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The Jaguar Journal

The Jaguar Journal

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Conventionality in the Unconventional

An Incorrect Analysis of Post-Punk
Kevin Cummins / Iconic Images
British singer Ian Curtis of post-punk band Joy Division, photographed at TJ Davidson’s rehearsal room, Little Peter Street, Manchester, August 19, 1979.

What even makes music, punk? Well actually what makes it considered post-punk. The musical arrangement, the era, and theme all play parts in what makes the artist a punk artist, and even more so a post-punk artist. Punk is defined as non-conformist, fast tempos, and distorted riffs with your standard 4 instruments; lead guitar, rhythm guitar, bass, drums. Think aspects of Greenday or better yet the core idea of The Offspring. Now make it experimental, add in sounds and ideas that change the original characteristics of punk, but keep the core ideas of a four instrument band. Having a background in rock and metal, I am stepping into a different world of music that just grabs my curiosity and puts it into a choke hold. Let’s do some learning. 

Started Post-Punk: Joy Division/The Cure

For my understanding of what makes Post Punk what it is, it’s important to know the metaphorical kings: The Cure, but more importantly, Joy Division. Their ability to reference emotional problems within simplistic musical arrangements. Following patterns that build on each other throughout the song without being too over the top or excessive. The fans love them for the content, and their sound. They both set a standard for almost experimental like sound, which echoes throughout the decades. 

The Twilight Sad

Leaning into thematic ideas of Wire, The Cure, and even a touch of The Killers… but also Fontaines D.C.? Even writing a whole article on my love for The Twilight Sad, I struggle even now to make a comparison. Their sound stays close to between albums with a clear difference with presentation whilst still expressing ideas of vulnerability and desire. An artist focused on reliving the past, and self reflection, with just a wall of sound being present through every song. They combine synth into the line up, mixing a keyboard with the guitars and bass. Following the same idea of Fontaines, they use simplicity to their benefit in both their 2014 and 2019 albums. That sound is what makes them so unique in a sea of indie bands.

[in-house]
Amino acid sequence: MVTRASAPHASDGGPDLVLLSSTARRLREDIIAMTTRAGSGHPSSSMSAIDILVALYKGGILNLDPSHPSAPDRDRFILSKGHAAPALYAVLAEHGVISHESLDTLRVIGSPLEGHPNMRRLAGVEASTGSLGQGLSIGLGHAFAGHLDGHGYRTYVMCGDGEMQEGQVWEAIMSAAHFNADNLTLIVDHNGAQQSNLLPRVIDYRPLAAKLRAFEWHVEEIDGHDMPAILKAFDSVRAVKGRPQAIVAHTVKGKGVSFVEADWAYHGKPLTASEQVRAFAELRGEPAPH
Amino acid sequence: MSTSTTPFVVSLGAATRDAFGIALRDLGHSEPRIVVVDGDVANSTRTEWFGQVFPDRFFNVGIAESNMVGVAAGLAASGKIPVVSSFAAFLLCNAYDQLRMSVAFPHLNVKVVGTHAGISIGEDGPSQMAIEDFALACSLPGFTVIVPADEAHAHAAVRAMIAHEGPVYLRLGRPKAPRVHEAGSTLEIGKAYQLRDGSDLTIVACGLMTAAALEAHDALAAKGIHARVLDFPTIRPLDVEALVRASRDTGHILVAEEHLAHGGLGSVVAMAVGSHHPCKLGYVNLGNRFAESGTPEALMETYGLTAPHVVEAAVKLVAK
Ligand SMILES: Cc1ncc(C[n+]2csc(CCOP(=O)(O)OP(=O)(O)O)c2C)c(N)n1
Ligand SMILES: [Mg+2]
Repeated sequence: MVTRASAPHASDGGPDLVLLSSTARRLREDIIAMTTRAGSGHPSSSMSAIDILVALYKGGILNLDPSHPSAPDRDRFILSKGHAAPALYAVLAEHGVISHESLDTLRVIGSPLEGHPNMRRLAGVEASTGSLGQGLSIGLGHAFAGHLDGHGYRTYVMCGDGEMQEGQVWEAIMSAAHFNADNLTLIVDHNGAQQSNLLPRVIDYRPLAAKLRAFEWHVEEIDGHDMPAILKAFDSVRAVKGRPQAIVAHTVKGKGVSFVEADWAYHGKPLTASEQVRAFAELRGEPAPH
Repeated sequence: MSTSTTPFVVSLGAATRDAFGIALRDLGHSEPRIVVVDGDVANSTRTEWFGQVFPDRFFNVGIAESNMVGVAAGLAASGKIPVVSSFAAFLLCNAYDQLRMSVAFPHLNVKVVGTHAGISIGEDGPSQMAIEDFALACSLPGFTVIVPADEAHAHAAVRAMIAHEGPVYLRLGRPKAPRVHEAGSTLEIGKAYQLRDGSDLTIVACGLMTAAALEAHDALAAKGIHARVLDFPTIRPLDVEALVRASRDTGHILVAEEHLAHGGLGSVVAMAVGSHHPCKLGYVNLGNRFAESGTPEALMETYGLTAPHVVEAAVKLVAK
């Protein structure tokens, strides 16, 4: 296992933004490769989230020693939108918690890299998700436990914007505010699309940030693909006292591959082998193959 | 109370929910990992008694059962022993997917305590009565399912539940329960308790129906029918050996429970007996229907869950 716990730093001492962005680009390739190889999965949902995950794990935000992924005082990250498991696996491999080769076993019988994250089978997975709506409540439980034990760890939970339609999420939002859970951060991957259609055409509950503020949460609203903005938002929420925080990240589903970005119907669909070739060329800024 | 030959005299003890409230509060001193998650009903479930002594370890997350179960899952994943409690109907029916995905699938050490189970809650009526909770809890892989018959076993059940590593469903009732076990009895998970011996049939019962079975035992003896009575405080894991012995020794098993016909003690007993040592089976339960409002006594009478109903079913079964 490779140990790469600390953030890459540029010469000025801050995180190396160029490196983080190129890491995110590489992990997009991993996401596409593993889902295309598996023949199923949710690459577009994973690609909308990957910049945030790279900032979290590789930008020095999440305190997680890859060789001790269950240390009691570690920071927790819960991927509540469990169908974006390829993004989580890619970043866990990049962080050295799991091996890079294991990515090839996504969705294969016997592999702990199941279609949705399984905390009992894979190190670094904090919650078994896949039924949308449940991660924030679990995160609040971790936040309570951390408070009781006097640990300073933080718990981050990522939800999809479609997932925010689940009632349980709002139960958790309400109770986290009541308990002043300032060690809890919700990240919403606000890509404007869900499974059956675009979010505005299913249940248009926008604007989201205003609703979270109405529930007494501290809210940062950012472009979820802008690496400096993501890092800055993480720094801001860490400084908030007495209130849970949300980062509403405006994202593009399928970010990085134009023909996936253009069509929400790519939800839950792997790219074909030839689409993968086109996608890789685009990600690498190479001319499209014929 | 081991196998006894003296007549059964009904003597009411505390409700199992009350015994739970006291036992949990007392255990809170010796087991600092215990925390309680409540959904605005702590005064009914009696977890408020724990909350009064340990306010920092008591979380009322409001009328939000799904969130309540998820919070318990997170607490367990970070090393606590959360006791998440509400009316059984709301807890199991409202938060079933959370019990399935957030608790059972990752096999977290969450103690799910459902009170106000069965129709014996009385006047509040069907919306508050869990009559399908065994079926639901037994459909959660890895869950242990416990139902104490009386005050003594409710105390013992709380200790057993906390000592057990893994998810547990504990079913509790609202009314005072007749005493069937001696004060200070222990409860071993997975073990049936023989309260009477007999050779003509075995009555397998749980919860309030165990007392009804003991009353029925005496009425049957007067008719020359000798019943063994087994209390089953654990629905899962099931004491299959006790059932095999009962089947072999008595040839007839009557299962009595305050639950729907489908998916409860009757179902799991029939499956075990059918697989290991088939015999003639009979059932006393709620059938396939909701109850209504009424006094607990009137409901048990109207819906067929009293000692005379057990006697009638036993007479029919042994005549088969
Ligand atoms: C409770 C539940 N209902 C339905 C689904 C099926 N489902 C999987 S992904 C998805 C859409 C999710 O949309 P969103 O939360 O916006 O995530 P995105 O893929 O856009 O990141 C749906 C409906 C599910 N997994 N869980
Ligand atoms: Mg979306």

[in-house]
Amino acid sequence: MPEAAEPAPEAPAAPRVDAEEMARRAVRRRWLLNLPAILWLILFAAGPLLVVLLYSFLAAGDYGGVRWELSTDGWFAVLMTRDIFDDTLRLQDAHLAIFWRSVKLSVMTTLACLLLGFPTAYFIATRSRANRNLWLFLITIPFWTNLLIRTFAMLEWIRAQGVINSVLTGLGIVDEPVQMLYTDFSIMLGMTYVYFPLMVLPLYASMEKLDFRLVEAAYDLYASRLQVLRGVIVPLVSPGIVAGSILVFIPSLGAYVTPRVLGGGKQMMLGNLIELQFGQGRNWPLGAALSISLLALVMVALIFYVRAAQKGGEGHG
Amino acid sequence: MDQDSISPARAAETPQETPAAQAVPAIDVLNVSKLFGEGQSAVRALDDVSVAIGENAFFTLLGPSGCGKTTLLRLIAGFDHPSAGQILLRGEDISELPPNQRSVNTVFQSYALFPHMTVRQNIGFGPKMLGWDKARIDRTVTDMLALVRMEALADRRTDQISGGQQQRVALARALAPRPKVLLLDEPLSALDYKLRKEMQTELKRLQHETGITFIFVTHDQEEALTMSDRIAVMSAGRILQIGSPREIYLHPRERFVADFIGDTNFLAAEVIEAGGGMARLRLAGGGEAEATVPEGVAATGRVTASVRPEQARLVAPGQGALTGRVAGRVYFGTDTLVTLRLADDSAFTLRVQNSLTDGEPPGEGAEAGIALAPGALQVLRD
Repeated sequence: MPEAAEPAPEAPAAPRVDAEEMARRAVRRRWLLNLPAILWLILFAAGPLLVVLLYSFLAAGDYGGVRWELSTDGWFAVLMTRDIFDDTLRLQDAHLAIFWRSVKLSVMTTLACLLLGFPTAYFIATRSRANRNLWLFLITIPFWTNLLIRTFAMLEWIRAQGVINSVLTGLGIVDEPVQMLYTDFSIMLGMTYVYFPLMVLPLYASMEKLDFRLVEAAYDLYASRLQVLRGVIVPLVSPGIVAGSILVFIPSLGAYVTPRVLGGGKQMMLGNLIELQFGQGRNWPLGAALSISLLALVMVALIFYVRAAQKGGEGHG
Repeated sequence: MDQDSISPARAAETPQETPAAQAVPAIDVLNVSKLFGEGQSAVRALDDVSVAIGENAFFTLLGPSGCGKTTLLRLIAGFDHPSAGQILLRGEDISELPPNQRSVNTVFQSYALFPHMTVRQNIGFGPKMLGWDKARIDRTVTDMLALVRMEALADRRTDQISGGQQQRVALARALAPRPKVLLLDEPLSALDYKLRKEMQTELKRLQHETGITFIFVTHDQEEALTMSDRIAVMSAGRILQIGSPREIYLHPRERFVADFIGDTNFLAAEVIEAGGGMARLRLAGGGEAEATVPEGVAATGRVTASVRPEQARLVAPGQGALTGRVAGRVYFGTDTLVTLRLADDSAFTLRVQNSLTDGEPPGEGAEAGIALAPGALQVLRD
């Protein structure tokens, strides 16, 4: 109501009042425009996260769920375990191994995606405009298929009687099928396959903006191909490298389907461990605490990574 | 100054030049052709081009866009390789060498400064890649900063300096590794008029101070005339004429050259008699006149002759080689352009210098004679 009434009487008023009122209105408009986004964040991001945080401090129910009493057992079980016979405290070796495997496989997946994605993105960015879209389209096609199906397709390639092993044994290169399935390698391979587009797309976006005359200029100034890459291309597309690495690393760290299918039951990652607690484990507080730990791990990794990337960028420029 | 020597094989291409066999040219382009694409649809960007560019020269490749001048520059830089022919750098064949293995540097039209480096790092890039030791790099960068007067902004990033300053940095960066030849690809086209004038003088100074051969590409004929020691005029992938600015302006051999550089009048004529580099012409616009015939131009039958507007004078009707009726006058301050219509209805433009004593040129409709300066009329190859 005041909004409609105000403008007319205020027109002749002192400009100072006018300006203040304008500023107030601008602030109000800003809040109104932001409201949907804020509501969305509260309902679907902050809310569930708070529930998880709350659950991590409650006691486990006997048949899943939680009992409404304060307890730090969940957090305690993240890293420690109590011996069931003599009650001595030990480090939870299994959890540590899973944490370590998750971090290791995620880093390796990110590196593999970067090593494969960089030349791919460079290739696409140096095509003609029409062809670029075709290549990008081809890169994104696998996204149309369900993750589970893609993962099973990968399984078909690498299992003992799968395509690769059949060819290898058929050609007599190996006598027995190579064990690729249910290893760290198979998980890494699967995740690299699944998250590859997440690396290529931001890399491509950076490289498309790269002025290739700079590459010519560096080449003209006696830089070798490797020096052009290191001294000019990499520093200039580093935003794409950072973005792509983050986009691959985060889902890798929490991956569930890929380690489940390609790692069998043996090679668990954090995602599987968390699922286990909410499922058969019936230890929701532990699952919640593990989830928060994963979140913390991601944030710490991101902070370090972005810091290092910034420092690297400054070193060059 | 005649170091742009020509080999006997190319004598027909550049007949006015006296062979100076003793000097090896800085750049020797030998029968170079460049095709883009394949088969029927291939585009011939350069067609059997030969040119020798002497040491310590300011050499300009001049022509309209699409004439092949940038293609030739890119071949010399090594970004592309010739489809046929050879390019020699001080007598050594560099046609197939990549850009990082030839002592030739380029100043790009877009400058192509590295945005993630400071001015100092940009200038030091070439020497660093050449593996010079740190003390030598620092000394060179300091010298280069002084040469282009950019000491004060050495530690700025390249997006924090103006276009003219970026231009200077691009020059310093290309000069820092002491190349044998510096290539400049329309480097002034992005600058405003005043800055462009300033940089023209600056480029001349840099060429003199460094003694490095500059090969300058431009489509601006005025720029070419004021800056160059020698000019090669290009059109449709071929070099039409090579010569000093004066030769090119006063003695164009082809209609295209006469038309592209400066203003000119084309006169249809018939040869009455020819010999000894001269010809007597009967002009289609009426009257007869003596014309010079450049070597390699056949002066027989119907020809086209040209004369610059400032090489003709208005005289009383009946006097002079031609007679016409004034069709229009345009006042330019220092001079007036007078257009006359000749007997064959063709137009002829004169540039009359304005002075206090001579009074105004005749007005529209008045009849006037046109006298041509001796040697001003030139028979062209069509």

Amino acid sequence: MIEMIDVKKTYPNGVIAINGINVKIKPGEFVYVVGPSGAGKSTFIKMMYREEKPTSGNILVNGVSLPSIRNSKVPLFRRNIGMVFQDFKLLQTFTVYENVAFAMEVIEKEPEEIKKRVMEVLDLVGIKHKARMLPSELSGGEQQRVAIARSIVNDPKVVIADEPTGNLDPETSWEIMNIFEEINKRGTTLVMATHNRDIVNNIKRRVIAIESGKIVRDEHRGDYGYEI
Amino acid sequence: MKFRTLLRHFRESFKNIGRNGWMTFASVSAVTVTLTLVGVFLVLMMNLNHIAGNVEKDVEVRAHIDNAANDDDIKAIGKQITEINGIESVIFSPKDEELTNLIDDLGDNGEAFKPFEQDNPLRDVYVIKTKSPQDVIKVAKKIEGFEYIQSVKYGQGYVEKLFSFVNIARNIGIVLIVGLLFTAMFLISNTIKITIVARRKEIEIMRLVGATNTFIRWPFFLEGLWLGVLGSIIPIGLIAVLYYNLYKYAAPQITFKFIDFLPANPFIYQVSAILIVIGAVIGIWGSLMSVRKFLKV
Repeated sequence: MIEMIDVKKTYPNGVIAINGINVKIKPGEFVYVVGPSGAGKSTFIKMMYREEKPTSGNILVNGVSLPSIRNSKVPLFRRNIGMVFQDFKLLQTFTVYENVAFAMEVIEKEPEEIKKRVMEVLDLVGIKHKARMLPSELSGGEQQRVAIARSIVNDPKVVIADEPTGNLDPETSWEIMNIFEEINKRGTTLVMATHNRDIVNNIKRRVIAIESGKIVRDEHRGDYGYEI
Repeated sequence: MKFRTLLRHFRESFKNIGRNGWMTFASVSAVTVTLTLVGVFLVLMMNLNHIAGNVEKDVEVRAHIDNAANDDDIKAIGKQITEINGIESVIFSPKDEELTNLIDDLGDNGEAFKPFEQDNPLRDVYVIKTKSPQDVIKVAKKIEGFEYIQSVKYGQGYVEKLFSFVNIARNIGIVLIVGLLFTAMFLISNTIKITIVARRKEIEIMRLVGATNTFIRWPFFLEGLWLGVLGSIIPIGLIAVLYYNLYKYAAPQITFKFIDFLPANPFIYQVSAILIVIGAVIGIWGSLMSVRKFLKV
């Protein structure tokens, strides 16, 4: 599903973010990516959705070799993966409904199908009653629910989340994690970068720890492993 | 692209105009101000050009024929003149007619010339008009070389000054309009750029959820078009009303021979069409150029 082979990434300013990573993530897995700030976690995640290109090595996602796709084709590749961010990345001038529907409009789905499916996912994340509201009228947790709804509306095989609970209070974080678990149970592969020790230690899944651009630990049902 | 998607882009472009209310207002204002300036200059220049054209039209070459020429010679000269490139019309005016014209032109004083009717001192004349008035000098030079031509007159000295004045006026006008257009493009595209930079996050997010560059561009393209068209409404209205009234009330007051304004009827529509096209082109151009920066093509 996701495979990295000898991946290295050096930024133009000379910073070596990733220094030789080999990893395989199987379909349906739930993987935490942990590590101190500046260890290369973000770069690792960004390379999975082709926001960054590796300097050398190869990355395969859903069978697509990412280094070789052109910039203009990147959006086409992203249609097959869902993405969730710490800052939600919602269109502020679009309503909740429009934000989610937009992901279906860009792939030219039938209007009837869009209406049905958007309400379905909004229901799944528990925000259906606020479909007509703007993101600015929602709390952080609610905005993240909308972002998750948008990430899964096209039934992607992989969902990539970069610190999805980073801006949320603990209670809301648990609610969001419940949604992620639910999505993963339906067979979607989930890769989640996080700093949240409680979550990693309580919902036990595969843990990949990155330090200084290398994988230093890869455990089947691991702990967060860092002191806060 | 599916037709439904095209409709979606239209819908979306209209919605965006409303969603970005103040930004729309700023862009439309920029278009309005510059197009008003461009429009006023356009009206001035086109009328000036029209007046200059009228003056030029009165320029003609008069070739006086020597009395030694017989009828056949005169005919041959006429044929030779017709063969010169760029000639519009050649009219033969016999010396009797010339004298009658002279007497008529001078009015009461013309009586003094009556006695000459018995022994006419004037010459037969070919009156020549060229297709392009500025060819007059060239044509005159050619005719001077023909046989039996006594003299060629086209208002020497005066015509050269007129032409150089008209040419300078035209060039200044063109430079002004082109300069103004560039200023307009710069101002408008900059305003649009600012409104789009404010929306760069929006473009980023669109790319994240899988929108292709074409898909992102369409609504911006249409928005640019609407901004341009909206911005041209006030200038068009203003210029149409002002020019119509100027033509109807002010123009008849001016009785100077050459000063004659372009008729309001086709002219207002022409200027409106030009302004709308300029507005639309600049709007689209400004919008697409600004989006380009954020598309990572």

Fontaines D.C.

This isn’t a Joy Division cover band, it’s Fontaines D.C. The opener for Arctic Monkeys 2023 tour; Fontaines D.C. is an Irish band based out of Dublin. An attribute that gives the band praise is their ability to change their sound between the different albums. Skinty Fia, released in 2022, uses a mix of distortion and reverb to make each chord echo throughout the listen, having complexity in the guitars. The album even showcases an accordion progression, with the following song having groove mix. But step back roughly three years to their 2019 album, and it’s reminiscent of Joy Division. Vocals become more flat, with the musical arrangement being simplistic but still artistic in presentation. Energetic. The core ideas of Fontaines stem from their ability to convey the ambition and wants of oneself, in any manner they see fit with a love for poetry and metaphors to ailing issues.

Borrowed Ideas

Numerous bands borrow the idea of the post-punk genre, with the standard four instrument set-up but mixing the sounds differently. For instance, and this will be a weird choice, Arctic Monkeys newest album, “The Car.” Their slower sound mixed with additional tones and instrumental compositions takes a huge detour from their garage rock sound that their fans know them for, favoring a more stylistic vocal centered approach. Playing with the effects of their guitars rings with outside influences, but still twisting it into a unique sound. Not post-punk, but post-punk revival.

Another artist, The Strokes, follows this post-punk revival scene. “Automatic Stop” echoes with a simplistic yet emotional idea of love, setting the stage whilst in contrast to other garage rock bands at the time. 


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About the Contributor
Ethan Coleman, Editor
Ethan Coleman Spread Co-Editor One of our very hardworking editors, when he and Vee put their heads together they make incredible pages.
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